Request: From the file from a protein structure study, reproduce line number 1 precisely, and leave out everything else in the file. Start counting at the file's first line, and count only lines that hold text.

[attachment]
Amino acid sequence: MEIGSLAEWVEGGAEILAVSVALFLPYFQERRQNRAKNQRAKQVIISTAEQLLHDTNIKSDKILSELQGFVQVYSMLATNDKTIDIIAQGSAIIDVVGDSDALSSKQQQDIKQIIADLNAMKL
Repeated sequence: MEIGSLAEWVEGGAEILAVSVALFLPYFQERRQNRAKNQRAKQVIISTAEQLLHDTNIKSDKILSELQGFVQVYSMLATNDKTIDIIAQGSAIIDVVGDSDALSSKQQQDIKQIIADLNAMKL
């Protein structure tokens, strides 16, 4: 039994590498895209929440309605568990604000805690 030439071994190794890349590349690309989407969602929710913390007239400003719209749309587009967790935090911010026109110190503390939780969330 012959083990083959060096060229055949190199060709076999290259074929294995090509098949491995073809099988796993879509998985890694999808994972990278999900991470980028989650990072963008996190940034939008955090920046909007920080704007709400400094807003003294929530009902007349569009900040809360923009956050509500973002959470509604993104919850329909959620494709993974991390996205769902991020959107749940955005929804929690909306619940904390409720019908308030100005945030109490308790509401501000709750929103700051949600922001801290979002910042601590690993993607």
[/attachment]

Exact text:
Amino acid sequence: MEIGSLAEWVEGGAEILAVSVALFLPYFQERRQNRAKNQRAKQVIISTAEQLLHDTNIKSDKILSELQGFVQVYSMLATNDKTIDIIAQGSAIIDVVGDSDALSSKQQQDIKQIIADLNAMKL